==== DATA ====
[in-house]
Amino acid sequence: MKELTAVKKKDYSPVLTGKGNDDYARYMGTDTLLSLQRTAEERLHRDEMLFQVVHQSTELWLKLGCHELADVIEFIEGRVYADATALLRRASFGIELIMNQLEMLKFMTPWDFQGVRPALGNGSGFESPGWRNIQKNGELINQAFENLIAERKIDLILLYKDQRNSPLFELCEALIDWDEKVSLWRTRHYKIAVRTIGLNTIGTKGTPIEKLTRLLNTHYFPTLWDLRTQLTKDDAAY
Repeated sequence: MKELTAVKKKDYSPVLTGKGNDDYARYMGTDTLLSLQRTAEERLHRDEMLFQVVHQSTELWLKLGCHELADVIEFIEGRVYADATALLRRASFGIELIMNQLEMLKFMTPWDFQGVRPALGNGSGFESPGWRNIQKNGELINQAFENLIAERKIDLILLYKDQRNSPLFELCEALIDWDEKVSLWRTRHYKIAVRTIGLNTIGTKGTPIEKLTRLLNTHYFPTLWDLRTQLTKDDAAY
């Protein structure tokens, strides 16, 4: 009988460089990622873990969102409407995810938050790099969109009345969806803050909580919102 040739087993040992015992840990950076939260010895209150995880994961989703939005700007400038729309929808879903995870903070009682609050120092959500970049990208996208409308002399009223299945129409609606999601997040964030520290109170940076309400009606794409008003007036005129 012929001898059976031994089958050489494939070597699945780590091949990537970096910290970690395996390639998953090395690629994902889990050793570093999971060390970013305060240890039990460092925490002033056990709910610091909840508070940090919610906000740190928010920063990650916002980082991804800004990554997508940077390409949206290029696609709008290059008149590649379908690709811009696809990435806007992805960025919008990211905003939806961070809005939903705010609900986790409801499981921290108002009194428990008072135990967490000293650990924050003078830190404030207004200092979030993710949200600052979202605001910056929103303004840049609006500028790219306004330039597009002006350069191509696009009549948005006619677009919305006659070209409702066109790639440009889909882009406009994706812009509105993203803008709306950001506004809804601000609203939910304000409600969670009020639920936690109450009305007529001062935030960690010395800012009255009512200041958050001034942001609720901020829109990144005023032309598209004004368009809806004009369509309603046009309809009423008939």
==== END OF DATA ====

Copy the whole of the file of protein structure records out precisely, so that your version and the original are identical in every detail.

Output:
[in-house]
Amino acid sequence: MKELTAVKKKDYSPVLTGKGNDDYARYMGTDTLLSLQRTAEERLHRDEMLFQVVHQSTELWLKLGCHELADVIEFIEGRVYADATALLRRASFGIELIMNQLEMLKFMTPWDFQGVRPALGNGSGFESPGWRNIQKNGELINQAFENLIAERKIDLILLYKDQRNSPLFELCEALIDWDEKVSLWRTRHYKIAVRTIGLNTIGTKGTPIEKLTRLLNTHYFPTLWDLRTQLTKDDAAY
Repeated sequence: MKELTAVKKKDYSPVLTGKGNDDYARYMGTDTLLSLQRTAEERLHRDEMLFQVVHQSTELWLKLGCHELADVIEFIEGRVYADATALLRRASFGIELIMNQLEMLKFMTPWDFQGVRPALGNGSGFESPGWRNIQKNGELINQAFENLIAERKIDLILLYKDQRNSPLFELCEALIDWDEKVSLWRTRHYKIAVRTIGLNTIGTKGTPIEKLTRLLNTHYFPTLWDLRTQLTKDDAAY
């Protein structure tokens, strides 16, 4: 009988460089990622873990969102409407995810938050790099969109009345969806803050909580919102 040739087993040992015992840990950076939260010895209150995880994961989703939005700007400038729309929808879903995870903070009682609050120092959500970049990208996208409308002399009223299945129409609606999601997040964030520290109170940076309400009606794409008003007036005129 012929001898059976031994089958050489494939070597699945780590091949990537970096910290970690395996390639998953090395690629994902889990050793570093999971060390970013305060240890039990460092925490002033056990709910610091909840508070940090919610906000740190928010920063990650916002980082991804800004990554997508940077390409949206290029696609709008290059008149590649379908690709811009696809990435806007992805960025919008990211905003939806961070809005939903705010609900986790409801499981921290108002009194428990008072135990967490000293650990924050003078830190404030207004200092979030993710949200600052979202605001910056929103303004840049609006500028790219306004330039597009002006350069191509696009009549948005006619677009919305006659070209409702066109790639440009889909882009406009994706812009509105993203803008709306950001506004809804601000609203939910304000409600969670009020639920936690109450009305007529001062935030960690010395800012009255009512200041958050001034942001609720901020829109990144005023032309598209004004368009809806004009369509309603046009309809009423008939």